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Haleon plc (LON:HLN) Stock's Been Sliding But Fundamentals Look Decent: Will The Market Correct The Share Price In The Future?

It is hard to get excited after looking at Haleon's (LON:HLN) recent performance, when its stock has declined 2.9% over the past three months. However, stock prices are usually driven by a company’s financials over the long term, which in this case look pretty respectable. Specifically, we decided to study Haleon's ROE in this article.

ROE or return on equity is a useful tool to assess how effectively a company can generate returns on the investment it received from its shareholders. In simpler terms, it measures the profitability of a company in relation to shareholder's equity.

See our latest analysis for Haleon

How Do You Calculate Return On Equity?

The formula for ROE is:

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Return on Equity = Net Profit (from continuing operations) ÷ Shareholders' Equity

So, based on the above formula, the ROE for Haleon is:

6.8% = UK£1.1b ÷ UK£17b (Based on the trailing twelve months to March 2024).

The 'return' is the profit over the last twelve months. One way to conceptualize this is that for each £1 of shareholders' capital it has, the company made £0.07 in profit.

What Has ROE Got To Do With Earnings Growth?

Thus far, we have learned that ROE measures how efficiently a company is generating its profits. We now need to evaluate how much profit the company reinvests or "retains" for future growth which then gives us an idea about the growth potential of the company. Assuming everything else remains unchanged, the higher the ROE and profit retention, the higher the growth rate of a company compared to companies that don't necessarily bear these characteristics.

A Side By Side comparison of Haleon's Earnings Growth And 6.8% ROE

On the face of it, Haleon's ROE is not much to talk about. Yet, a closer study shows that the company's ROE is similar to the industry average of 6.8%. We can see that Haleon has grown at a five year net income growth average rate of 4.2%, which is a bit on the lower side. Remember, the company's ROE is not particularly great to begin with. Hence, this does provide some context to low earnings growth seen by the company.

Given that the industry shrunk its earnings at a rate of 2.5% over the last few years, the net income growth of the company is quite impressive.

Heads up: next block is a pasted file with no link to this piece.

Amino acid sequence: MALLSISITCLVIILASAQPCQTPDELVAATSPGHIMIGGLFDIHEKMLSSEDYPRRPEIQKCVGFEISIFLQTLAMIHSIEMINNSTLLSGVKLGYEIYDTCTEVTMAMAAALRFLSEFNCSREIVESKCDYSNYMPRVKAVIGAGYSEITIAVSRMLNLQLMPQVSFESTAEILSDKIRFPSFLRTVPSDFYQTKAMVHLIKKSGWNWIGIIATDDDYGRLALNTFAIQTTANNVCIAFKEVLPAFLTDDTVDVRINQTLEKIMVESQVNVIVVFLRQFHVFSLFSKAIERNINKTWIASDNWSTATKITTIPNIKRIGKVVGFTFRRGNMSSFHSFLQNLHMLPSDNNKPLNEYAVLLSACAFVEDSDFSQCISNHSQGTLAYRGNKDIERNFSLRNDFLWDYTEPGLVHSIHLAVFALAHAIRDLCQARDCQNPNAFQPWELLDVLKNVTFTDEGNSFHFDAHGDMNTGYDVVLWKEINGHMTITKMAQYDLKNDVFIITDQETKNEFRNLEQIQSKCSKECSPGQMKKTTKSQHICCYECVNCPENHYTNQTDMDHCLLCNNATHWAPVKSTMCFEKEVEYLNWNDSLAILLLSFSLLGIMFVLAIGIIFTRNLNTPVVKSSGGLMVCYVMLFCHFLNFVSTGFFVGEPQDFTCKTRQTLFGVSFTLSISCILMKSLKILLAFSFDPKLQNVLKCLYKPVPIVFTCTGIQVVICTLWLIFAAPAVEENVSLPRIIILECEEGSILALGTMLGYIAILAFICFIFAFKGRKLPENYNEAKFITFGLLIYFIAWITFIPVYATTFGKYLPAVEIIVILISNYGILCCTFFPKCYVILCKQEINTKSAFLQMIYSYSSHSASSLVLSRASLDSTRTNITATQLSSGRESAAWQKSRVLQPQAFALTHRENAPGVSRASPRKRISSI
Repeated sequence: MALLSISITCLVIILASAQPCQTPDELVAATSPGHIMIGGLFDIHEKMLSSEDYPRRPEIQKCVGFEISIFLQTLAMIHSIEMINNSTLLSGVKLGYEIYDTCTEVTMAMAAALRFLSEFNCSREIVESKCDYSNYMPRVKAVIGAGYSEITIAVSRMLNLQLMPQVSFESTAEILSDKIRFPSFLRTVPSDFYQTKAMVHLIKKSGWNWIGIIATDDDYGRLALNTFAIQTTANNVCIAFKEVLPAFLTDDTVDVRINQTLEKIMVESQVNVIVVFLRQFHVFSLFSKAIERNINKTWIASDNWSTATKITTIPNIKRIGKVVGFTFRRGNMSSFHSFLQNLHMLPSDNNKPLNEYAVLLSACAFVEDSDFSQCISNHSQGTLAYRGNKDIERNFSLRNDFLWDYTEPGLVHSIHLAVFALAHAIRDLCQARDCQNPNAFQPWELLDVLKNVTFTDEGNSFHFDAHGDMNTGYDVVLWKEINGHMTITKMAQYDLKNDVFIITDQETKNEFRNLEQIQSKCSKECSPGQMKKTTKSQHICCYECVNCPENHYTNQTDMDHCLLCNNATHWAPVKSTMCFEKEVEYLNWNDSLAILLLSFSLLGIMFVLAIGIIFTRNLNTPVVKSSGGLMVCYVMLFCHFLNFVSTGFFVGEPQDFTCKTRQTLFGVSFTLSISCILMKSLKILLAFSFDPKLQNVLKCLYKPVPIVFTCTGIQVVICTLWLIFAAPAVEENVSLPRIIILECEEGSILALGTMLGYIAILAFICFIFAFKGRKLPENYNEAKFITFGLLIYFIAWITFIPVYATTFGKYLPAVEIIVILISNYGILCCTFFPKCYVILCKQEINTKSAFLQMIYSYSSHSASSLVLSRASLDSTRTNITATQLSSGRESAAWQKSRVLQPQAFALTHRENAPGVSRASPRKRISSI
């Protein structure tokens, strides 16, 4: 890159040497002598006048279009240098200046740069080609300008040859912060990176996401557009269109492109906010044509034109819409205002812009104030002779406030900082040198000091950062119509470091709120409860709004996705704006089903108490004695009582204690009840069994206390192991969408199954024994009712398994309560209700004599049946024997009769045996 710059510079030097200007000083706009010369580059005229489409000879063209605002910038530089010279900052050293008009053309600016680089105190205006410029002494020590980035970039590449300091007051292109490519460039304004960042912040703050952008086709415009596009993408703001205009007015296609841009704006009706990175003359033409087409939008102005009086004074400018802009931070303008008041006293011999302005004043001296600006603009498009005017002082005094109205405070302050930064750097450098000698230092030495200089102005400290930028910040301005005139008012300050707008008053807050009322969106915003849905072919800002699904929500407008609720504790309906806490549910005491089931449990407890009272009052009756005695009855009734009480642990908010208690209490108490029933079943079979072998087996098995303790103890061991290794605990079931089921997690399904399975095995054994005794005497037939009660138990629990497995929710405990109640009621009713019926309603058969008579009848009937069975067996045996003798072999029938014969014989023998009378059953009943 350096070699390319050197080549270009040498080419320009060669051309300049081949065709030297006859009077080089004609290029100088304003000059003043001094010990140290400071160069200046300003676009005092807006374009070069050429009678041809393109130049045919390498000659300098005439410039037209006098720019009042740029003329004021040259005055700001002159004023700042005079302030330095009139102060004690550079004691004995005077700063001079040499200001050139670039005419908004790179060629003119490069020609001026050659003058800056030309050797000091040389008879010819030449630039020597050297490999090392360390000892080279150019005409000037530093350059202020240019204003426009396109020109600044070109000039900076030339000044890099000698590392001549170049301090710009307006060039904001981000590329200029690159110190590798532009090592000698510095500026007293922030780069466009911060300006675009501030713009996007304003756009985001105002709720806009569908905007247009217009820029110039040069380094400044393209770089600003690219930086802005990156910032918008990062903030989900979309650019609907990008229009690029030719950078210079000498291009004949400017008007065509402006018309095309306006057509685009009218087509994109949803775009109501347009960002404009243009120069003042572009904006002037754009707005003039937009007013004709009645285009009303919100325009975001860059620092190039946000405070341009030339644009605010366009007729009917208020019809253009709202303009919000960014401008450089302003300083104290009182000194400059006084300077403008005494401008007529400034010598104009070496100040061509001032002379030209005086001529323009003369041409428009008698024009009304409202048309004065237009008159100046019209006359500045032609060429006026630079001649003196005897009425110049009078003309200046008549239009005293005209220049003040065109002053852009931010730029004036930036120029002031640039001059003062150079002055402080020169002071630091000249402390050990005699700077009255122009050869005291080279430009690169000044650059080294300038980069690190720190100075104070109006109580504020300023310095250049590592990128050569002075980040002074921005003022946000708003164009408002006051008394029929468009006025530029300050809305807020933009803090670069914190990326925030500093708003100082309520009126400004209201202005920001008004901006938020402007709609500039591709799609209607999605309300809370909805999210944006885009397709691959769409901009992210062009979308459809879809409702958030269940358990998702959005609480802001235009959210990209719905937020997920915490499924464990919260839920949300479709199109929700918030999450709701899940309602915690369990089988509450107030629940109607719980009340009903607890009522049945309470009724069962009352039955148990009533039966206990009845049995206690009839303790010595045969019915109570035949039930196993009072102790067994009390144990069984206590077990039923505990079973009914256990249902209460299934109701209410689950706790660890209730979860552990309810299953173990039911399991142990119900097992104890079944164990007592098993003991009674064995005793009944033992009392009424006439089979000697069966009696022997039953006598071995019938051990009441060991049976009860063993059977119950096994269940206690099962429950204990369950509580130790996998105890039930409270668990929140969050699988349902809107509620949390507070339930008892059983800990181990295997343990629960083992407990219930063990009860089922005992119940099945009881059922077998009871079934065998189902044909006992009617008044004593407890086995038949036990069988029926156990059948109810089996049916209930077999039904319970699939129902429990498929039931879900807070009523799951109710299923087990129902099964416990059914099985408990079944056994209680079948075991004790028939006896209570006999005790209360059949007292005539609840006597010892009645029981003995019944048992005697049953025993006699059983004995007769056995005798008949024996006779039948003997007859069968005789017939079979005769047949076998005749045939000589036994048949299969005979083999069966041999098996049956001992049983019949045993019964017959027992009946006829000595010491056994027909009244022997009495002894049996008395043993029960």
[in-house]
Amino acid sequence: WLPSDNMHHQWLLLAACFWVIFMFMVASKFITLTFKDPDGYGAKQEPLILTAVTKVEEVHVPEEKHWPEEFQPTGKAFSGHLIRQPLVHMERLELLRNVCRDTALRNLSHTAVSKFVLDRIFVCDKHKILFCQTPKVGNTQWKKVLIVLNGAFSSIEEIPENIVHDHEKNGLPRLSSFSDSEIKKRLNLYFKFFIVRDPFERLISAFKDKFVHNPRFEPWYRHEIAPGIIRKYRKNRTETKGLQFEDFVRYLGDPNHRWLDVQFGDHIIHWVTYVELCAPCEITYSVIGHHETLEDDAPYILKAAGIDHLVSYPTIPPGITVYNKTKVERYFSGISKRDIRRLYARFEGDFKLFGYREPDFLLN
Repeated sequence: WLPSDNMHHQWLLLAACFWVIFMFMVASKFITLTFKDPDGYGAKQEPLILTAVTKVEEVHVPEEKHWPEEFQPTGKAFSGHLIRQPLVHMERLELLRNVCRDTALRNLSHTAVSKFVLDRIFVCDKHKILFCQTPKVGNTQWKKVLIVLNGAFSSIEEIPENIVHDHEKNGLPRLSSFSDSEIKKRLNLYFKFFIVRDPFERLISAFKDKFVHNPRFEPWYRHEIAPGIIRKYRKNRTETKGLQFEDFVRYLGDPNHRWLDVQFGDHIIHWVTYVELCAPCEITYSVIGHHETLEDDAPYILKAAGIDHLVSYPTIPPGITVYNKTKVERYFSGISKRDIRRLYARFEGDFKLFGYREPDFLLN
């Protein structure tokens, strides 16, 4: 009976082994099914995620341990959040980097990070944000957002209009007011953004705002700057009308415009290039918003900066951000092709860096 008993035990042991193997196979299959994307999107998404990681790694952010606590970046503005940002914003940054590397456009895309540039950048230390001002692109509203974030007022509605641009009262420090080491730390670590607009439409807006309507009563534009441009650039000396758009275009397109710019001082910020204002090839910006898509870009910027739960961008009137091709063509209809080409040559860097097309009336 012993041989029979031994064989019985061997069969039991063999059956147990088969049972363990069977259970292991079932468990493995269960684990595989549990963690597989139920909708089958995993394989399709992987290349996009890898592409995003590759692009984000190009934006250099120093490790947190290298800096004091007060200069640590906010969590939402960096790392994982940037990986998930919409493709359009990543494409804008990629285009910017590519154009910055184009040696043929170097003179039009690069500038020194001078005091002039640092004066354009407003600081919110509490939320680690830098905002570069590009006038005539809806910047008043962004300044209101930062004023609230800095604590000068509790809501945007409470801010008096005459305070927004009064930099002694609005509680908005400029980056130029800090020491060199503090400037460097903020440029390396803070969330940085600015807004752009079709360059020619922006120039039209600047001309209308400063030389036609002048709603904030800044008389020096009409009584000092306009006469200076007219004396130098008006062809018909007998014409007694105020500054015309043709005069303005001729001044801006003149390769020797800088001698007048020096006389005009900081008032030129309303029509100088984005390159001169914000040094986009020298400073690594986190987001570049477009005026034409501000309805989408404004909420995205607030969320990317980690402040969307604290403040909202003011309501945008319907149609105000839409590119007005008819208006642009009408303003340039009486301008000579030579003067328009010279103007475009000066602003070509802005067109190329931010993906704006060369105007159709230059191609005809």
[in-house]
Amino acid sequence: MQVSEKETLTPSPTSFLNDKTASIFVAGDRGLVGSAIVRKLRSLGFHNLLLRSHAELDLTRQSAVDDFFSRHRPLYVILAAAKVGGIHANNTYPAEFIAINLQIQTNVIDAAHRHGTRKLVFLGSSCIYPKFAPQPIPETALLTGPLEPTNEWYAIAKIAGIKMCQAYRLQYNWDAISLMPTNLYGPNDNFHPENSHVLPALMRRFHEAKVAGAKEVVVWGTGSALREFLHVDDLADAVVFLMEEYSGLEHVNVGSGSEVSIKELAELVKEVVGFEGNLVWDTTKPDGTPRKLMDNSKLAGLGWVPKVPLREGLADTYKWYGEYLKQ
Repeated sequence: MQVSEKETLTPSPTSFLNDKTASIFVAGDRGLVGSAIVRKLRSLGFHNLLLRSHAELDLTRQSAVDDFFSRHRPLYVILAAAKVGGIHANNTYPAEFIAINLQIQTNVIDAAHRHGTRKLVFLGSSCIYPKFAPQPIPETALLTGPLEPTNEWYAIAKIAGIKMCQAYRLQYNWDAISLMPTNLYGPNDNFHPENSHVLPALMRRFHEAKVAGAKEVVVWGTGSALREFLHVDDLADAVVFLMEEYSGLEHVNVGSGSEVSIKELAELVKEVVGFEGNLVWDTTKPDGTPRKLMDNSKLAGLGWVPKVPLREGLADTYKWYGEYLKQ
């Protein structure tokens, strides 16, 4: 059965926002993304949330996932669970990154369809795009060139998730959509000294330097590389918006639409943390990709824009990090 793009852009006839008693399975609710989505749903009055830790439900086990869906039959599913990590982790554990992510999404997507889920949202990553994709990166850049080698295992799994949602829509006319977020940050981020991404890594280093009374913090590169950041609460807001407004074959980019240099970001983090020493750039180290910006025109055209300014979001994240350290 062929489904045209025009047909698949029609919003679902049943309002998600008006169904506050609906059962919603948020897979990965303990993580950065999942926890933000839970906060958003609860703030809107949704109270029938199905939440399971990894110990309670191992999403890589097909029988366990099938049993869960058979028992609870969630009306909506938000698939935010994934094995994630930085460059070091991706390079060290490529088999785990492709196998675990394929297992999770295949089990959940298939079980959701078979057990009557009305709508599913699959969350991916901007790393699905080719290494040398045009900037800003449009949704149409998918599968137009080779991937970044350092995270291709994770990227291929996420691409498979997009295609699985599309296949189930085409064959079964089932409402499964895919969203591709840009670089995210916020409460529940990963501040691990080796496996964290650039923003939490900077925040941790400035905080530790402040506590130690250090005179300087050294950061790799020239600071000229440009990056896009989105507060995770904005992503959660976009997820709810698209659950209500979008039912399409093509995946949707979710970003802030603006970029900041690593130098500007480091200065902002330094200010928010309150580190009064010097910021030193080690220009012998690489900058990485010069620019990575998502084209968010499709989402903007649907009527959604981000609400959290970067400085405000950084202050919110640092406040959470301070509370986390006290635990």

past-earnings-growth
past-earnings-growth

Earnings growth is an important metric to consider when valuing a stock. What investors need to determine next is if the expected earnings growth, or the lack of it, is already built into the share price. Doing so will help them establish if the stock's future looks promising or ominous. Is HLN fairly valued? This infographic on the company's intrinsic value has everything you need to know.

Is Haleon Making Efficient Use Of Its Profits?

Despite having a moderate three-year median payout ratio of 32% (implying that the company retains the remaining 68% of its income), Haleon's earnings growth was quite low. So there might be other factors at play here which could potentially be hampering growth. For example, the business has faced some headwinds.

Only recently, Haleon started paying a dividend. This means that the management might have concluded that its shareholders prefer dividends over earnings growth. Upon studying the latest analysts' consensus data, we found that the company is expected to keep paying out approximately 36% of its profits over the next three years. Regardless, the future ROE for Haleon is predicted to rise to 10% despite there being not much change expected in its payout ratio.

Conclusion

In total, it does look like Haleon has some positive aspects to its business. Despite its low rate of return, the fact that the company reinvests a very high portion of its profits into its business, no doubt contributed to its high earnings growth. That being so, the latest analyst forecasts show that the company will continue to see an expansion in its earnings. To know more about the latest analysts predictions for the company, check out this visualization of analyst forecasts for the company.

Have feedback on this article? Concerned about the content? Get in touch with us directly. Alternatively, email editorial-team (at) simplywallst.com.

This article by Simply Wall St is general in nature. We provide commentary based on historical data and analyst forecasts only using an unbiased methodology and our articles are not intended to be financial advice. It does not constitute a recommendation to buy or sell any stock, and does not take account of your objectives, or your financial situation. We aim to bring you long-term focused analysis driven by fundamental data. Note that our analysis may not factor in the latest price-sensitive company announcements or qualitative material. Simply Wall St has no position in any stocks mentioned.